If you don't want to install an MTA (which I currently have no need for) you can pipe the results of the cron job to a log file.

sudo crontab -e

then with your cron job would look like this.

0 3 * * * /cmd/to/run >> /var/log/somelogfile.log

then you can just tail the log and see what happened

sudo tail -f -n 50 /var/log/somelogfile.log

This is what I have been doing on any server that I see that message in syslog

  • 1
    I've done this, but no logging is added to the file.
    – pir
    Aug 6, 2017 at 19:18
  • Are you sure that the cron job as been running? Aug 7, 2017 at 20:15
  • Yes, the system log shows that it's being started.
    – pir
    Aug 7, 2017 at 21:14
  • 6
    You need '2>&1' on the end of the line to capture output to stderr into the file.
    – MattSmith
    Dec 4, 2017 at 0:33
  • @MattSmith That doesn't do anything, the file doesn't exist
    – endolith
    Mar 13, 2021 at 5:34

One side effect of adding /dev/null 2>&1 to the cron job command, is that it will discard both STDERR and STDOUT (Standard Error as well as Output). This works fine if you don't want any emails from cron. But if you want your errors to be emailed to you, use >/dev/null instead. Read this blog post for more explanation.

You'll still need to install an MTA (mail transfer agent) to send the error emails though. Postfix is simple enough to install with: sudo apt-get install postfix

  • As far as I understood '>/dev/null' will only send them, and '>/dev/null 2>&1' will doscard all errors? What would I have to use to get errors in log but no mails? I now get no mails (as I want it) but the ugly 'no MTA…'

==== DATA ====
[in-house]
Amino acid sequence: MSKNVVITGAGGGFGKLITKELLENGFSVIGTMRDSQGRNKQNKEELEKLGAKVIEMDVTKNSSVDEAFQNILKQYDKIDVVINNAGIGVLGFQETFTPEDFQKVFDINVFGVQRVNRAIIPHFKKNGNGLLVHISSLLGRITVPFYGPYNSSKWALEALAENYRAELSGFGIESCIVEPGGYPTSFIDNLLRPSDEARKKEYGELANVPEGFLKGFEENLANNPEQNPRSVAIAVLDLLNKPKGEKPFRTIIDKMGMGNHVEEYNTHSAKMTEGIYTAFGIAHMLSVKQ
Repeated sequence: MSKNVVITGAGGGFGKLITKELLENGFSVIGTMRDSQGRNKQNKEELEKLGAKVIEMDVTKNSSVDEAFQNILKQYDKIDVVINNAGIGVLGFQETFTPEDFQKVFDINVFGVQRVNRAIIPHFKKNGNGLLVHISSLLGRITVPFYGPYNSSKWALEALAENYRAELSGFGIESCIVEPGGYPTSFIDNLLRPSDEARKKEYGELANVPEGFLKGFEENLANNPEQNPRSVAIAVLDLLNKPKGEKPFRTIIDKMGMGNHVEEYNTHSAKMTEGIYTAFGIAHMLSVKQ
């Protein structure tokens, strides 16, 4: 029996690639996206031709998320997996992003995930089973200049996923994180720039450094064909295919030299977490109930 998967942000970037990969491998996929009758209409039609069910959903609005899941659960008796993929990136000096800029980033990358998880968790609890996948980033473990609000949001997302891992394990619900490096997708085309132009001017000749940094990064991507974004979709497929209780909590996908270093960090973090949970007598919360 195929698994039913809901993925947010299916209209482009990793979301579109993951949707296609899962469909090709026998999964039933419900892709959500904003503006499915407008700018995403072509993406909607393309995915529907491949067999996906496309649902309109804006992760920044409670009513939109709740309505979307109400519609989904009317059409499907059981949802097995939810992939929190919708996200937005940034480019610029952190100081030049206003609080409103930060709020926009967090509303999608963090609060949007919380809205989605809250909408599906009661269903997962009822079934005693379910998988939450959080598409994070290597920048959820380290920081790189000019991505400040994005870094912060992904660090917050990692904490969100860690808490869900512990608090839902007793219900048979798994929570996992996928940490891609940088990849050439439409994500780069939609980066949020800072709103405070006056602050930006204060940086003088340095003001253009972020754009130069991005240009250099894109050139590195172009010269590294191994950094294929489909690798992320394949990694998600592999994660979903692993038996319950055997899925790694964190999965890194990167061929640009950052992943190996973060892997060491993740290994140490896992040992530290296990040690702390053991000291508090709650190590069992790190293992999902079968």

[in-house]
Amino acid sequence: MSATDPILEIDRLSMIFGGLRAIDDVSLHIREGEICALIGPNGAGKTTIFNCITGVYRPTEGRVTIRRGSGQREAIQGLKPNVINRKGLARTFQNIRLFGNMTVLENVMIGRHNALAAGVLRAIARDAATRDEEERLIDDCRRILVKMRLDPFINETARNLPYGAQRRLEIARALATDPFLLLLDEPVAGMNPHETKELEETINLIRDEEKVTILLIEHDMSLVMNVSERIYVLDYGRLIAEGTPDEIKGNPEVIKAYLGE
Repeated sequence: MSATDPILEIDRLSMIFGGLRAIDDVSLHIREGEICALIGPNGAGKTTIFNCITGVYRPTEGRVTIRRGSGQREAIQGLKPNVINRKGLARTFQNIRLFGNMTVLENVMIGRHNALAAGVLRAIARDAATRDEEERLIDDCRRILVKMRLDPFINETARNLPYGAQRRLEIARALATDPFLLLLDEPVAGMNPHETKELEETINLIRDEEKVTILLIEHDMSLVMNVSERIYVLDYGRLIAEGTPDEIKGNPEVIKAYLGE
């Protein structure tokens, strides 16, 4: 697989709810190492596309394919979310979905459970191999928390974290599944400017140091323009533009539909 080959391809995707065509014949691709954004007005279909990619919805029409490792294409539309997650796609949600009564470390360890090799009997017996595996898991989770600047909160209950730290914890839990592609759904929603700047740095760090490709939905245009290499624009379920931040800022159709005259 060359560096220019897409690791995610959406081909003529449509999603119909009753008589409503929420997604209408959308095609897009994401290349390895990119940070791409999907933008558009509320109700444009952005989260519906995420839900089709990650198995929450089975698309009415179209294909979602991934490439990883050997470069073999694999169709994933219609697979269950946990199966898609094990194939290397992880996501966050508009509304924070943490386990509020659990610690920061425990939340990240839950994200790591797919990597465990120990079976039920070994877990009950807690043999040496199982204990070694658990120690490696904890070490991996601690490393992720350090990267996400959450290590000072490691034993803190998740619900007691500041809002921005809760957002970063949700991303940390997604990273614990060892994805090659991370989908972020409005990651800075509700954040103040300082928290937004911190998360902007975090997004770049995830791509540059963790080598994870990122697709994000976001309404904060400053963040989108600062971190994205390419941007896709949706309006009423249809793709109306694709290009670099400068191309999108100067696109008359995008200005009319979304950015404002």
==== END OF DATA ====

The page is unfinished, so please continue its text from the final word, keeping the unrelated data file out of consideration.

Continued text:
– Pit
    Feb 5, 2014 at 12:31
  • 2
    afaik, there's no way to log the output other than to send it to emails. The closest thing you can do is to set up postfix for local mail delivery (if you run "sudo apt-get install postfix" it prompts you whether you want to set up local delivery. While this looked like a pain initially, it actually works a lot better. Whenever I log in via ssh, I see a new email on the machine if a previous job has failed. I find it more convenient than having to check the log. Feb 7, 2014 at 4:32

You can set MAILTO=”” variable at the start of your crontab file. This will also disable email alert. Edit/Open your cron jobs:

$ crontab -e

At the top of the file, enter:



  1. At first, install postfix, that can resolve the problem

    sudo apt-get install postfix
  2. If Ubuntu, you can edit the crontab file

    sudo vim /etc/crontab
  3. Attention,edit the top file,not any code in the first line,and enter

    MAILTO=root // current system user
  4. When cron executes any task,you will get an email

  • 1
    Your answer seems to be good, but I couldn't make sense of all of the instructions. Maybe you can improve it.
    – zx485
    Sep 19, 2018 at 17:00

I had this problem using the Kitematic Docker tools.
Go to the magento container and click on exe.

Then run

apt-get update

This is if you're trying to get magento run on kitematic. The log will show this error on the virtual machine:

need update.

Sorry if this got you lost, but that's how it works. You keep getting lost, but just read about it and the pieces will come together one day. Be patient.


I had the problem today, but on containers in an isolated network, so no internet... And I was not able to add file redirect on each job since they were automatically deployed...

I found this quick&dirty hack, but it works!

# echo -e '#!/bin/bash\nlogger -t fake-sendmail' > /usr/sbin/sendmail
# chmod a+x /usr/sbin/sendmail

If it can help someone...


On Debian, exim4-daemon-light works for me:

apt install exim4-daemon-light

Background information: It was installed on the machine but got replaced when I installed ssmtp manually. After uninstalling ssmtp, the error occured because the system had no package which provided mail-transport-agent.


first off all, install postfix

sudo apt-get install postfix

then add logs to you crontab command :

0 0 * * * /home/test.sh /var/log/test.log 2>&1

pay attention to your script requirements, if your script need to run on bash change your command like this.

0 0 * * * /bin/bash -c "/home/test.sh" > /var/log/test.log 2>&1

  • sudo dpkg-reconfigure postfix anytime if want reconfigue package
    – yurenchen
    Apr 7, 2023 at 16:53